It occurred to me as I was working my way through my latest bee block that sometimes it can be challenging to see what the best way to assemble a complex block or quilt top is, especially when there are many odd sized pieces and they’re not in a nice, neat grid of squares.  For this round of Brit Bee we all designed a 15″ x 30″ (finished) block, all very different, the idea being that we’d get a great mix of styles in our final tops.  Some of us did 2 15″ blocks, while others were more ambitious, but I thought I’d use 3 of them to give you an example of how to negotiate the obvious and the not so obvious.

Example Number 1:

This version was made up of 2 15″ blocks, You can see from the picture above that there were simple and obvious divisions in the 2 blocks, and there weren’t too many places where things could wobble off course.

Example 2:

This version was a complete mish mash of parts, all of which fit in to create a 15″ x 30″ final piece.  There was an effective left and right side as shown by the one vertical line that runs top to bottom, but after that it was a case of building things up.  I left out the divisions between the left hand arrow and snowballs so that you could see the vertical division more easily, but there was a lot of sewing of different bits that were then all assembled into the final piece.  In this case the assembly was pretty obvious, since there wasn’t any other way you could sew it together, it was just a matter of working out the little ‘blocks’ that would go together to make the whole block.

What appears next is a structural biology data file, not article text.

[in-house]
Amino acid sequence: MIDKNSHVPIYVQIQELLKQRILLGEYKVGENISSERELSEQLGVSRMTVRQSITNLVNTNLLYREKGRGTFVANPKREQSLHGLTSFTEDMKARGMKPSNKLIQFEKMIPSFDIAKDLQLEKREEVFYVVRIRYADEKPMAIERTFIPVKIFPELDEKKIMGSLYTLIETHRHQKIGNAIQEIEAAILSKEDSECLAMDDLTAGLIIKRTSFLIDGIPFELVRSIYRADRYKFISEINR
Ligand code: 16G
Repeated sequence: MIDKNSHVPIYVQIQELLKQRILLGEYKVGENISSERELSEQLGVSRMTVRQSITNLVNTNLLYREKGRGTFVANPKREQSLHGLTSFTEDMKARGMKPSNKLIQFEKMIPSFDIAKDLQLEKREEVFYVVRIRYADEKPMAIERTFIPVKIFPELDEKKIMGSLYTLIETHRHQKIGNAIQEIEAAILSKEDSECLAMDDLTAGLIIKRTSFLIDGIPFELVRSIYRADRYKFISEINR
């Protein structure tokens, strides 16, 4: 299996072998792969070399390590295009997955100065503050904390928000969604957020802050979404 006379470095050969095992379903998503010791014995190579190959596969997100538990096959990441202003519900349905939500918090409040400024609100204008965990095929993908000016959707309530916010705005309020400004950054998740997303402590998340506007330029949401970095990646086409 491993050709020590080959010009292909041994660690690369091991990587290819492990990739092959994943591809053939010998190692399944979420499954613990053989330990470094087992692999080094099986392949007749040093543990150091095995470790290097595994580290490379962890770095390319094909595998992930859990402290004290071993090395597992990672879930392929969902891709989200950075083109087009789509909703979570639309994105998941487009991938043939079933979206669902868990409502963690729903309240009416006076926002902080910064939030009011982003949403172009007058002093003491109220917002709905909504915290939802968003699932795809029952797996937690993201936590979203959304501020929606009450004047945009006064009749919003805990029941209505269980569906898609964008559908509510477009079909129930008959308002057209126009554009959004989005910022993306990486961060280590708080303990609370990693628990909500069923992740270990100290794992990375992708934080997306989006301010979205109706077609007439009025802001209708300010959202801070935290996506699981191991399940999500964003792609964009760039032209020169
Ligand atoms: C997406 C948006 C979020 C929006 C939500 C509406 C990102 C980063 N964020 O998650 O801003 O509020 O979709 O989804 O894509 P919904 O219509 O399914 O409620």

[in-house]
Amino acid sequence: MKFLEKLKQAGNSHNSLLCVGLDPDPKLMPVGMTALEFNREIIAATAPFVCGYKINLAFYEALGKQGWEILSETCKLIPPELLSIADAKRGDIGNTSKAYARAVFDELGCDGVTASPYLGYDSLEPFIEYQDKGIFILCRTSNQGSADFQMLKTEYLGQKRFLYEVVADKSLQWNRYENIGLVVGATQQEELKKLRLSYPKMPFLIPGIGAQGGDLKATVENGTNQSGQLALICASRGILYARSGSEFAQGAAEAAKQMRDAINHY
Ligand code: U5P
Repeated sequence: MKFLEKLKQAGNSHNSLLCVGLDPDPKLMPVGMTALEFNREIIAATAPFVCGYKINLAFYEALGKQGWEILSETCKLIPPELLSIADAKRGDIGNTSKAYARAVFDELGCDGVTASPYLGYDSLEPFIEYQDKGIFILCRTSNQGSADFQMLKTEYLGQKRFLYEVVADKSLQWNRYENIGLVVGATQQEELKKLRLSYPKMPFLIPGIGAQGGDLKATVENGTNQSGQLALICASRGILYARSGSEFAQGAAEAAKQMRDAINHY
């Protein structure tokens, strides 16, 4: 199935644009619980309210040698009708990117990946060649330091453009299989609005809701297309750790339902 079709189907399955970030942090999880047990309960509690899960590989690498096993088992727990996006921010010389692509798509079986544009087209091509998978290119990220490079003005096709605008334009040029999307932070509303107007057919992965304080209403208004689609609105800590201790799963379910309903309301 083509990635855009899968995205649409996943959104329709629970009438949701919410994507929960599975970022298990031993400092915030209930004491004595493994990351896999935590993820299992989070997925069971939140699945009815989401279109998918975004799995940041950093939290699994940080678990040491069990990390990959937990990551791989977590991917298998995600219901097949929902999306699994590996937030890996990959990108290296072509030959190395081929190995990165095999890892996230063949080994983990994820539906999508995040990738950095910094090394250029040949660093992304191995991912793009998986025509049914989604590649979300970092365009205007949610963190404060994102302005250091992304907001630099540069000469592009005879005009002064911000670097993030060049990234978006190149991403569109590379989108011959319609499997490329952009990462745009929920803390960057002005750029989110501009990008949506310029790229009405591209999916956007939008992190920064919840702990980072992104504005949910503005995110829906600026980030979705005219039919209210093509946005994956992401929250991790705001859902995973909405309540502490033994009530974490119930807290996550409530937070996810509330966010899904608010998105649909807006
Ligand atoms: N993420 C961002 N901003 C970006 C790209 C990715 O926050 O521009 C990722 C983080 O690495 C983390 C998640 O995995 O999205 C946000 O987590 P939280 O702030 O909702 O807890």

Example 3:

This final example was this weekend’s project.  It was made up of 2 12″ blocks to make the flower, and then the squares and friendship stars to frame them (I promise you the entire block is straight, I just didn’t think to tape the bottom corners to the wall too, sorry!)  Whilst the flower parts were obvious and quite easy to assemble, those stars and the bottom grid are made up of squares that finish at 1″.  With pieces that tiny, it’s easy to start going wonky when you make things in long strips, so I did my best to break them down as much as possible, especially in the bottom section.  There I first sewed lots of pairs, then sewed the pairs into blocks that were 2 x 3 (the last one is 3×3), and then sewed them together to make the whole piece.  I know if I’d done 3 strips of 15 I’d have ended up with a rhomboid at the bottom of my block.

So do you have any challenging blocks?  Bits you haven’t been able to figure out?  Would you have tackled any of these differently?  Let me know in the comments :o)